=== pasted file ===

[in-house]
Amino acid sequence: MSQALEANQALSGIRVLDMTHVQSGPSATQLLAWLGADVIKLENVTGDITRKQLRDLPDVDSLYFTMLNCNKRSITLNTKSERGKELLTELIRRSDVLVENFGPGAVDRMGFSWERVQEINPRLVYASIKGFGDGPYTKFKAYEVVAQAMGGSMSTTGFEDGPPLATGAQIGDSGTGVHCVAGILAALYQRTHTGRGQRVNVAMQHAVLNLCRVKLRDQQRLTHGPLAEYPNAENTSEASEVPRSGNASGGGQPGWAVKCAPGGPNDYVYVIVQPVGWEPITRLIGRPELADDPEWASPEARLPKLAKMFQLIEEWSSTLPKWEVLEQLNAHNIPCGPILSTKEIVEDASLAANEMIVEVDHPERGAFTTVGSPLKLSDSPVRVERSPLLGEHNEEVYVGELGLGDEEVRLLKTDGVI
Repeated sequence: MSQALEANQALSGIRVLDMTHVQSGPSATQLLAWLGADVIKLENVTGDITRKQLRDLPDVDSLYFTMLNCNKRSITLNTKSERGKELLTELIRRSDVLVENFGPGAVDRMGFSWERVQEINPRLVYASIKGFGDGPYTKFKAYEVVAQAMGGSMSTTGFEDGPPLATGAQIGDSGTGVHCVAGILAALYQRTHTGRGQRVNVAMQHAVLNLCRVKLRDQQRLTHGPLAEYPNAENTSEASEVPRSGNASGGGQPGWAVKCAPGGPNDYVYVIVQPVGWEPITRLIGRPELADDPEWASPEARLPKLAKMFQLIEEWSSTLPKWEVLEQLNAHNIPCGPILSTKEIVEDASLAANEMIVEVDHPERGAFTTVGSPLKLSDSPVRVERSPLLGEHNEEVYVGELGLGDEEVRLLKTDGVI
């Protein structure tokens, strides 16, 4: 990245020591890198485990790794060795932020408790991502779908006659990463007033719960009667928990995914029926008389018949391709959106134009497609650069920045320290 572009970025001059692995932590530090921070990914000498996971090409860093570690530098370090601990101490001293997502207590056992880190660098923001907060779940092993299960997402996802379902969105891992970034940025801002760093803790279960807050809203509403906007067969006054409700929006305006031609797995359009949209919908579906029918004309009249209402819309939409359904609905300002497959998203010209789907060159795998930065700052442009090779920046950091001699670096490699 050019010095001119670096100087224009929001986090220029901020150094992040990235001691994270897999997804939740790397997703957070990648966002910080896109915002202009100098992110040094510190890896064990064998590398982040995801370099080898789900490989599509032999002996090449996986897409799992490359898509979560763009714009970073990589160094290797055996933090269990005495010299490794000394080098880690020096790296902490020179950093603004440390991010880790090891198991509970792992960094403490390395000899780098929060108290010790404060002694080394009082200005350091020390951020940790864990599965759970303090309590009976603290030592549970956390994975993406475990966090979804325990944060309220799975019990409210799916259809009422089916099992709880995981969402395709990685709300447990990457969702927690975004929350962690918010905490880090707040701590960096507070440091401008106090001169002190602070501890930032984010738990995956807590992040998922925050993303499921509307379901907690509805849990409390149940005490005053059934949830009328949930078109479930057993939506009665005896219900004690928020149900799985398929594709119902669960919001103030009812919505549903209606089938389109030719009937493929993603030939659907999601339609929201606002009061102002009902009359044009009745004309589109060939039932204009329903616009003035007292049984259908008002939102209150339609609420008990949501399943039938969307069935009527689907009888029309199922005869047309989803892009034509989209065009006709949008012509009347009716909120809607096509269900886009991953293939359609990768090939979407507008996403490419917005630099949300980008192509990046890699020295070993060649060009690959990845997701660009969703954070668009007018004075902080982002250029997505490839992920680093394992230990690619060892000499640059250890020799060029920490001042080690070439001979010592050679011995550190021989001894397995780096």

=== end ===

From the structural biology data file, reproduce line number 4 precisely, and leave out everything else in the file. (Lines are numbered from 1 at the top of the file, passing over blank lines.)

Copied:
């Protein structure tokens, strides 16, 4: 990245020591890198485990790794060795932020408790991502779908006659990463007033719960009667928990995914029926008389018949391709959106134009497609650069920045320290 572009970025001059692995932590530090921070990914000498996971090409860093570690530098370090601990101490001293997502207590056992880190660098923001907060779940092993299960997402996802379902969105891992970034940025801002760093803790279960807050809203509403906007067969006054409700929006305006031609797995359009949209919908579906029918004309009249209402819309939409359904609905300002497959998203010209789907060159795998930065700052442009090779920046950091001699670096490699 050019010095001119670096100087224009929001986090220029901020150094992040990235001691994270897999997804939740790397997703957070990648966002910080896109915002202009100098992110040094510190890896064990064998590398982040995801370099080898789900490989599509032999002996090449996986897409799992490359898509979560763009714009970073990589160094290797055996933090269990005495010299490794000394080098880690020096790296902490020179950093603004440390991010880790090891198991509970792992960094403490390395000899780098929060108290010790404060002694080394009082200005350091020390951020940790864990599965759970303090309590009976603290030592549970956390994975993406475990966090979804325990944060309220799975019990409210799916259809009422089916099992709880995981969402395709990685709300447990990457969702927690975004929350962690918010905490880090707040701590960096507070440091401008106090001169002190602070501890930032984010738990995956807590992040998922925050993303499921509307379901907690509805849990409390149940005490005053059934949830009328949930078109479930057993939506009665005896219900004690928020149900799985398929594709119902669960919001103030009812919505549903209606089938389109030719009937493929993603030939659907999601339609929201606002009061102002009902009359044009009745004309589109060939039932204009329903616009003035007292049984259908008002939102209150339609609420008990949501399943039938969307069935009527689907009888029309199922005869047309989803892009034509989209065009006709949008012509009347009716909120809607096509269900886009991953293939359609990768090939979407507008996403490419917005630099949300980008192509990046890699020295070993060649060009690959990845997701660009969703954070668009007018004075902080982002250029997505490839992920680093394992230990690619060892000499640059250890020799060029920490001042080690070439001979010592050679011995550190021989001894397995780096």